Cathay Pacific

Tourism undeserving of rescue money it seeks

PUBLISHED : Wednesday, 29 July, 1998, 12:00am
UPDATED : Wednesday, 29 July, 1998, 12:00am

There has been yet another call for the Government to put more effort into the local tourist business, this time from Cathay Pacific chairman Peter Sutch.

Speaking as chairman of the Hong Kong General Chamber of Commerce, he said the Government should give tourism a higher priority in its long-term economic strategy and appoint a director of tourism to cut through red tape on tourist projects.

Let's review a few facts here. As the first chart shows, tourist arrivals on a six-month average basis are still down more than 20 per cent from a year before. The tourist business has never had such a shock. Cathay Pacific is certainly suffering.

But the chart also shows that tourist arrivals in the rest of Asia are way down. It is not as bad as in Hong Kong but then Hong Kong has chosen to maintain its currency peg to the strong US dollar while other Asian currencies have collapsed.

Who can blame visitors if they find this makes Hong Kong expensive? Does Mr Sutch want to abandon the peg? Meanwhile, as the second chart shows, the number of resident departures from Hong Kong is rising at a near record rate. Since the beginning of the year there have been five times as many residents going on trips to the mainland and abroad as there have been visitors coming in.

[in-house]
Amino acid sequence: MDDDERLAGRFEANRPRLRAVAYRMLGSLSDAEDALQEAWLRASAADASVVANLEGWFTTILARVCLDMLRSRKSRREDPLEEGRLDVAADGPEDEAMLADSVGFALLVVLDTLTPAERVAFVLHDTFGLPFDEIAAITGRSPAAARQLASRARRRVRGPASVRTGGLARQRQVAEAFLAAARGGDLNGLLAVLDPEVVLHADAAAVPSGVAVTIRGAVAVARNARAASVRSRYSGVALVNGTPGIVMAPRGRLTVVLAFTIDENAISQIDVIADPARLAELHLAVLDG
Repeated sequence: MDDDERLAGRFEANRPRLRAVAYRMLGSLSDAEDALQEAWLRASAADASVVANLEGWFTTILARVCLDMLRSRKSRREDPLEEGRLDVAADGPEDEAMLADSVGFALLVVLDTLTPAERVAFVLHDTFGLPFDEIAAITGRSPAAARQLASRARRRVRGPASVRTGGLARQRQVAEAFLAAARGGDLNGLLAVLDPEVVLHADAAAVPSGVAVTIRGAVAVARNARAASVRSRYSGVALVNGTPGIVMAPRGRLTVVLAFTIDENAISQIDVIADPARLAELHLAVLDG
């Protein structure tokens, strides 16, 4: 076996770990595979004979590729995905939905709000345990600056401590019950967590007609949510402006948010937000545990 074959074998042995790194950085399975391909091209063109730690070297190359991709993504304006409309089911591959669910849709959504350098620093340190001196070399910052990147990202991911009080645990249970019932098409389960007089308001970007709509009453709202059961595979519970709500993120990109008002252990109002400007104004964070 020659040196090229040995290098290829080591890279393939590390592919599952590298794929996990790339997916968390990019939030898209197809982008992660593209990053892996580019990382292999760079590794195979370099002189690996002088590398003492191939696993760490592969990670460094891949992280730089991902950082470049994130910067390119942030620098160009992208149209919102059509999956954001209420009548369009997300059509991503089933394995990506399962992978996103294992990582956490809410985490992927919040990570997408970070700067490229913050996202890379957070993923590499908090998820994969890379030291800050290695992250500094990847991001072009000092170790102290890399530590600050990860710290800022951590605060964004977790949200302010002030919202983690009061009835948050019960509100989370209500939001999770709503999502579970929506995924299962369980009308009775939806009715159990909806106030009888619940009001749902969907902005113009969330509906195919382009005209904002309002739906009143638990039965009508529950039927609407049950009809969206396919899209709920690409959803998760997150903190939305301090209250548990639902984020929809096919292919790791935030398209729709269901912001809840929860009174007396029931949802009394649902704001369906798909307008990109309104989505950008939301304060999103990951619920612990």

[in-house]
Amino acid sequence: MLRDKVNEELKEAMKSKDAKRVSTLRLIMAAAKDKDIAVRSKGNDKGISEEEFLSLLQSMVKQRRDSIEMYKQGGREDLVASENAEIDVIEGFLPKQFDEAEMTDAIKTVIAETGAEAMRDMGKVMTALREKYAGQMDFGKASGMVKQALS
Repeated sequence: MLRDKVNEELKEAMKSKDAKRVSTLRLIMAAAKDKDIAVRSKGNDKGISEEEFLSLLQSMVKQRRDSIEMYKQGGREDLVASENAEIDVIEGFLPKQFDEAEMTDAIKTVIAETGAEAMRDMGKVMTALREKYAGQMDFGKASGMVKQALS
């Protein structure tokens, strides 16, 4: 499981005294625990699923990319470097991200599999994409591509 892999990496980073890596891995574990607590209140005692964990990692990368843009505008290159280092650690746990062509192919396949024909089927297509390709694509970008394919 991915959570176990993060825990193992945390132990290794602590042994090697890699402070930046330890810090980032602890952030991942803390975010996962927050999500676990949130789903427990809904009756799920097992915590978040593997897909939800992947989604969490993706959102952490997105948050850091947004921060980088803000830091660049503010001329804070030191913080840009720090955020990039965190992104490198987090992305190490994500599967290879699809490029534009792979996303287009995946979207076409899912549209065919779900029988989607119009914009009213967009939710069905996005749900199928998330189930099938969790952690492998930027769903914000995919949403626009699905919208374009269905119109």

In other words, the Hong Kong economy takes a much bigger hit on its own people leaving than on visitors not coming.

And why should they come? What do we have to offer them? Have you ever been to see that favourite stop for Japanese tourists, Tiger Balm Gardens? Don't go. The only memorable thing about it was some hideously gruesome reliefs depicting torture scenes from Chinese myths. Maybe they have been torn down now. They should be.

There is not much more to say for the fake temple on Repulse Bay beach where the tourists buses are also jammed after they have clogged Repulse Bay Road to inform the passengers that Cheng Yu-tung's house was once featured on Lifestyles of the Rich and Famous. And as for the view from The Peak, how much of it can you see these days with air pollution what it is? Meanwhile, the real beauty spots in the New Territories go unmentioned. If they are not destroyed like Tung Chung and Chek Lap Kok then this would make it easier to bring in visitors who now do not want to come.

And as for the shopping, how much does the economy benefit when foreigners buy foreign goods from foreign-owned shops and only the pittance wages for the shop attendants stay in Hong Kong? Why should any of my tax money go to helping hotels make profits which stay with their foreign-owned management companies and local property tycoons who have already gorged themselves for untold years on huge development margins. How much did Cathay Pacific give me when it was making more than $2 billion a year? This tourism business needs a complete rethink. Until it gets one the government would be ill advised to funnel more money into it. Tell them no, Mr Tung.